Told in language we all can understand, A Brief History of Time plunges into the exotic realms of black holes and quarks, of antimatter and “arrows of time,” of the big bang and a bigger God—where the possibilities are wondrous and unexpected. With exciting images and profound imagination, Stephen Hawking brings us closer to the ultimate secrets at the very heart of creation.
Why you should read it: Because it is exactly what the title says. The history of the universe, with all the ideas and concepts of the first few chapters building to a culmination in the last - ie, building from readily understandable to, well, the not so much - in a very natural and logical progression of things that can't help but make you feel (in my case, at least) that my confusion is only because I'm just not smart enough. And that's saying something.
“Ever since the dawn of civilization, people have not been content to see events as unconnected and inexplicable. They have craved an understanding of the underlying order in the world. Today we still yearn to know why we are here and where we came from. Humanity's deepest desire for knowledge is justification enough for our continuing quest. And our goal is nothing less than a complete description of the universe we live in.”
34. Physics of the Impossible: A Scientific Exploration into the World of Phasers, Force Fields, Teleportation and Time Travel by Michio Kaku
In this latest effort to popularize the sciences, City University of New York professor and media star Kaku (Hyperspace) ponders topics that many people regard as impossible, ranging from psychokinesis and telepathy to time travel and teleportation. His Class I impossibilities include force fields, telepathy and antiuniverses, which don't violate the known laws of science and may become realities in the next century. Those in Class II await realization farther in the future and include faster-than-light travel and discovery of parallel universes. Kaku discusses only perpetual motion machines and precognition in Class III, things that aren't possible according to our current understanding of science. He explains how what many consider to be flights of fancy are being made tangible by recent scientific discoveries ranging from rudimentary advances in teleportation to the creation of small quantities of antimatter and transmissions faster than the speed of light. Science and science fiction buffs can easily follow Kaku's explanations as he shows that in the wonderful worlds of science, impossible things are happening every day.
Why you should read it: Because, if you've ever nitpicked an episode of anything Syfy, this is for you. Written by a SyFy geek for SyFy geeks, this is an attempt to apply RL logic and science to many, many things. In addition to consulting on the science in the movie 2001 (apparently there was a row between him and Kubrick about one of the details, I forget what, but it was small and he was overruled), he built a supercollider in his garage over Xmas break one year. I almost want to say that he's like a less brash and sarcastic version of Rodney McKay, or maybe a less womanizing and personable version of Tony Stark... but those are both wrong. But he's probably been the stepping stone for some character in modern SyFy, even if no one's admited to it. And that's reason enough to read this.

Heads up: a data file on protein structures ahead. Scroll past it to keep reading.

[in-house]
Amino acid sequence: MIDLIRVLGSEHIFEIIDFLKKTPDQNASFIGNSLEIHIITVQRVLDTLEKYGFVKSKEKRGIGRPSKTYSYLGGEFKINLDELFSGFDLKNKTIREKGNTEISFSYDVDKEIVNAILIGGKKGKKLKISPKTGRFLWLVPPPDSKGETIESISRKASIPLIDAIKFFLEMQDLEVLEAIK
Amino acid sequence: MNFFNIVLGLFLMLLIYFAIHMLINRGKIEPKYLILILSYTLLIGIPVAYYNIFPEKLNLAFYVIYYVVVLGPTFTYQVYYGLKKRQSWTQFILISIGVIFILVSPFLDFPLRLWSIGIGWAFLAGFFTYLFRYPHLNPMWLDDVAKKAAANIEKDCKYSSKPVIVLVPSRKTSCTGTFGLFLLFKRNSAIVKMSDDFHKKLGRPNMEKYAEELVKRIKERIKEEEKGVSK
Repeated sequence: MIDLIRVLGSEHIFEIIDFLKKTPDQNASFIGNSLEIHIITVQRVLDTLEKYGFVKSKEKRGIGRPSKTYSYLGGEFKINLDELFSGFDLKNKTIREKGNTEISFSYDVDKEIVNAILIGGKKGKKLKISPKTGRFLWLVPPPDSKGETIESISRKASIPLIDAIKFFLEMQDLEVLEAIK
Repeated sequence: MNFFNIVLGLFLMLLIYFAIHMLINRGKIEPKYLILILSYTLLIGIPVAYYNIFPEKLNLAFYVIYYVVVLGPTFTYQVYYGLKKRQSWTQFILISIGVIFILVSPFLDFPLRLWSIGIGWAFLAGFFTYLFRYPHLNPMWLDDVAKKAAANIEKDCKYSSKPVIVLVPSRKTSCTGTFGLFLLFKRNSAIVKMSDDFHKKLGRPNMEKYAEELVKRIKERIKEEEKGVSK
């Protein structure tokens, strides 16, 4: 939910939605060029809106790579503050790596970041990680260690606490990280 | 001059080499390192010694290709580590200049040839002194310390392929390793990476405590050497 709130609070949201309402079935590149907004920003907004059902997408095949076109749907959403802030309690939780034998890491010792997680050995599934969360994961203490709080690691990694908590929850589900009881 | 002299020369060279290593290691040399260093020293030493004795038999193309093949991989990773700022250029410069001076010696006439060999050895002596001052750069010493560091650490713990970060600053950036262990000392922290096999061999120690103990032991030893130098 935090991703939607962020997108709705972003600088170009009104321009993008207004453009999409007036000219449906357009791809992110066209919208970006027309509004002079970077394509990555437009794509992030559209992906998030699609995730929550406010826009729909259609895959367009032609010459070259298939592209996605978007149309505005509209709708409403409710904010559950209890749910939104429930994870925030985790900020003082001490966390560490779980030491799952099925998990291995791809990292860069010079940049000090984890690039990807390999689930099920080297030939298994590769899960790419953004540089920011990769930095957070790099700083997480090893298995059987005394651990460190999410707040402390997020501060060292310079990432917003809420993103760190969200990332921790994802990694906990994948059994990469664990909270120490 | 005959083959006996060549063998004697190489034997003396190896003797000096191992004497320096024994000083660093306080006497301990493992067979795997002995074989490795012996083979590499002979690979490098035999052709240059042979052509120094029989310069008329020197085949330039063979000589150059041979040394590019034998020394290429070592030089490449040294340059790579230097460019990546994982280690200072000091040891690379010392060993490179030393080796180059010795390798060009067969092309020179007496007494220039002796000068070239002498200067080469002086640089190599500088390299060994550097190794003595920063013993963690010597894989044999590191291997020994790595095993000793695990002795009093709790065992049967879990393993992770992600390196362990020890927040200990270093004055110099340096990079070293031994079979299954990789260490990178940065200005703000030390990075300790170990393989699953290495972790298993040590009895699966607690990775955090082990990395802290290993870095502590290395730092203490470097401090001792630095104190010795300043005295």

“It is often stated that of all the theories proposed in this century, the silliest is quantum theory. In fact, some say that the only thing that quantum theory has going for it is that it is unquestionably correct.”
“By 2100, our destiny is to become like the gods we once worshipped and feared. But our tools will not be magic wands and potions but the science of computers, nanotechnology, artificial intelligence, biotechnology, and most of all, the quantum theory.”
[Neither of these are from this particular book, as I can't find any readily online, but they're of the same tone.]
35. The Omnivore's Dilemma: A Natural History of Four Meals by Michael Pollan:
A national bestseller that has changed the way readers view the ecology of eating, this revolutionary book by award winner Michael Pollan asks the seemingly simple question: What should we have for dinner? Tracing from source to table each of the food chains that sustain us--whether industrial or organic, alternative or processed--he develops a portrait of the American way of eating.
The result is a sweeping, surprising exploration of the hungers that have shaped our evolution, and of the profound implications our food choices have for the health of our species and the future of our planet.
“So that's us: processed corn, walking.”
“Much of our food system depends on our not knowing much about it, beyond the price disclosed by the checkout scanner; cheapness and ignorance are mutually reinforcing. And it's a short way from not knowing who's at the other end of your food chain to not caring–to the carelessness of both producers and consumers that characterizes our economy today."